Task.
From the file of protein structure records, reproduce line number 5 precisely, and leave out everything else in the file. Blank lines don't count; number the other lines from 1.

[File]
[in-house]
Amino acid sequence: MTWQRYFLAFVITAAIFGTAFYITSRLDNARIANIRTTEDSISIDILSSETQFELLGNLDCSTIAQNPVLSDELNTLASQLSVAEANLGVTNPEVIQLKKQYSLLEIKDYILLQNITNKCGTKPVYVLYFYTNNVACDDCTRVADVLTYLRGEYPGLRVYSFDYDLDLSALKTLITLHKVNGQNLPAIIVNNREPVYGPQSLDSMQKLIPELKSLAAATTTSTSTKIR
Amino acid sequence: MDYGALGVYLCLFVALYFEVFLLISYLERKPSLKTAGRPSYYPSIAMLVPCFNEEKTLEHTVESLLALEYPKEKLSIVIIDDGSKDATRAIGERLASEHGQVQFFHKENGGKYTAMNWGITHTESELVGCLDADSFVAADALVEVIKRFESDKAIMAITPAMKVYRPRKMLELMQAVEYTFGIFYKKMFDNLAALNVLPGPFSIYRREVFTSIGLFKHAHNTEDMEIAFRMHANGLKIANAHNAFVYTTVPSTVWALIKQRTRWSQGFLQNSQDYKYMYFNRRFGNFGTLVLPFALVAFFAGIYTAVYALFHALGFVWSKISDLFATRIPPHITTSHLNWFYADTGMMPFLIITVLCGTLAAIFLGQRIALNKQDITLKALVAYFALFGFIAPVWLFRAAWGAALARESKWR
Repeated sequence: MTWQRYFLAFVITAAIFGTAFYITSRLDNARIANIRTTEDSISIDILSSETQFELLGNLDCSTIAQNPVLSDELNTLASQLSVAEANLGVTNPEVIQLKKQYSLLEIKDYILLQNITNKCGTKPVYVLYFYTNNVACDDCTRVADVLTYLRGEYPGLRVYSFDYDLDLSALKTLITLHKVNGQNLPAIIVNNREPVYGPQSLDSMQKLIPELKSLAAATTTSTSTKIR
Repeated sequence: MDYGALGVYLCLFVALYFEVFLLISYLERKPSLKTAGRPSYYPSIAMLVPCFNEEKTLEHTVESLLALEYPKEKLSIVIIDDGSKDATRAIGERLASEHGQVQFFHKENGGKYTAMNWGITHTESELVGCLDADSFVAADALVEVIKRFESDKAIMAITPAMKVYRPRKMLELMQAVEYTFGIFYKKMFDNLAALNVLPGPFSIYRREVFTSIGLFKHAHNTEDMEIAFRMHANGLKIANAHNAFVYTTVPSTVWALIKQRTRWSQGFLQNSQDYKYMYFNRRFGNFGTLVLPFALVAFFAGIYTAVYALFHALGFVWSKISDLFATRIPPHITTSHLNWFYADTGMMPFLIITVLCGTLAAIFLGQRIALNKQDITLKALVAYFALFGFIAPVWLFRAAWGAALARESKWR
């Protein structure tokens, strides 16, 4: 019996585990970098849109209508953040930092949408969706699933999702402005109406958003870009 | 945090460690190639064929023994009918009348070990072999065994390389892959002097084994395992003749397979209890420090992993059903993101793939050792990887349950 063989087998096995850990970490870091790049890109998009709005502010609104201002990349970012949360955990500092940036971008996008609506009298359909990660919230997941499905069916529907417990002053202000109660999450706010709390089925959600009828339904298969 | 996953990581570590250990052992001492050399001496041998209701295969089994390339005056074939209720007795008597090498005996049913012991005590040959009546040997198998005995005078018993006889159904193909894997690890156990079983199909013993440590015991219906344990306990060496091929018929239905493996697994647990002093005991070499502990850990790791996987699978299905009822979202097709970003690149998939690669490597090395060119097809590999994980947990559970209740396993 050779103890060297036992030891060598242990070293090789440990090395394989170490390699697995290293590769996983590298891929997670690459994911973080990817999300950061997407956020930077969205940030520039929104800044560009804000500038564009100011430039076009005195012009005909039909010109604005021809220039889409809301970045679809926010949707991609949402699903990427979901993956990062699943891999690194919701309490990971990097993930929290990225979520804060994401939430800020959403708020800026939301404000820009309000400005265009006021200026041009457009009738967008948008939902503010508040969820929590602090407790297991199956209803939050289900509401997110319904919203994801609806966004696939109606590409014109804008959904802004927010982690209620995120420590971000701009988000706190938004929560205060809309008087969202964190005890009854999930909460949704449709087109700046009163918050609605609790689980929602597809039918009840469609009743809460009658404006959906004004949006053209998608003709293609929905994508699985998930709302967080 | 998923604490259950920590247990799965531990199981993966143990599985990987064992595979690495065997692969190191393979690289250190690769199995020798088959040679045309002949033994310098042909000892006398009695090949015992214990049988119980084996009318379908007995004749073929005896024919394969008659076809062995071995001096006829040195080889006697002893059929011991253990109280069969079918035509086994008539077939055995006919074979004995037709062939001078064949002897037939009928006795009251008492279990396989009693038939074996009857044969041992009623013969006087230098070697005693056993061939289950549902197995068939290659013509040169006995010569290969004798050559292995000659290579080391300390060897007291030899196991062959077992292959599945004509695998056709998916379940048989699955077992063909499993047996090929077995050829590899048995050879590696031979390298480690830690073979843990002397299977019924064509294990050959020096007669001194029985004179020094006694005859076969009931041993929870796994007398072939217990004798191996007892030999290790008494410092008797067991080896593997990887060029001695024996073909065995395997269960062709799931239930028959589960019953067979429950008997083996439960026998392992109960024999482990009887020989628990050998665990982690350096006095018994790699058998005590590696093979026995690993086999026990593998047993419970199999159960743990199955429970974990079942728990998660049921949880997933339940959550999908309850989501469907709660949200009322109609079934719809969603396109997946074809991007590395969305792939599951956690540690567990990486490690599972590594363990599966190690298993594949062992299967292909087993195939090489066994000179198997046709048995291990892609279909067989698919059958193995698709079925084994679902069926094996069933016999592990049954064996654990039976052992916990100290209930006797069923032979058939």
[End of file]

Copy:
Repeated sequence: MDYGALGVYLCLFVALYFEVFLLISYLERKPSLKTAGRPSYYPSIAMLVPCFNEEKTLEHTVESLLALEYPKEKLSIVIIDDGSKDATRAIGERLASEHGQVQFFHKENGGKYTAMNWGITHTESELVGCLDADSFVAADALVEVIKRFESDKAIMAITPAMKVYRPRKMLELMQAVEYTFGIFYKKMFDNLAALNVLPGPFSIYRREVFTSIGLFKHAHNTEDMEIAFRMHANGLKIANAHNAFVYTTVPSTVWALIKQRTRWSQGFLQNSQDYKYMYFNRRFGNFGTLVLPFALVAFFAGIYTAVYALFHALGFVWSKISDLFATRIPPHITTSHLNWFYADTGMMPFLIITVLCGTLAAIFLGQRIALNKQDITLKALVAYFALFGFIAPVWLFRAAWGAALARESKWR